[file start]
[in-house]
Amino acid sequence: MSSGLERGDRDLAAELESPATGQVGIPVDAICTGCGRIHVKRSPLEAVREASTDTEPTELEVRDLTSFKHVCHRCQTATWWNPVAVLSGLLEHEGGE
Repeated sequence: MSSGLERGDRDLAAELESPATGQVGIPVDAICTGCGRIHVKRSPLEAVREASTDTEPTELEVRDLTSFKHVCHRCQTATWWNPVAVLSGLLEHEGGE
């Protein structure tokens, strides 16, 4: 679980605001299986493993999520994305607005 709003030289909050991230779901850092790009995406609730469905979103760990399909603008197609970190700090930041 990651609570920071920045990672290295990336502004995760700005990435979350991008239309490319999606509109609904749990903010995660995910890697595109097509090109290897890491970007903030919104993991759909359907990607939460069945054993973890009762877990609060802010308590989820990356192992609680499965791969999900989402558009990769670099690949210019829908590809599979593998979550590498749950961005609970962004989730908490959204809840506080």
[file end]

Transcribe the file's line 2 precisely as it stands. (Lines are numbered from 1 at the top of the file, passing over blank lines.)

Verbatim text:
Amino acid sequence: MSSGLERGDRDLAAELESPATGQVGIPVDAICTGCGRIHVKRSPLEAVREASTDTEPTELEVRDLTSFKHVCHRCQTATWWNPVAVLSGLLEHEGGE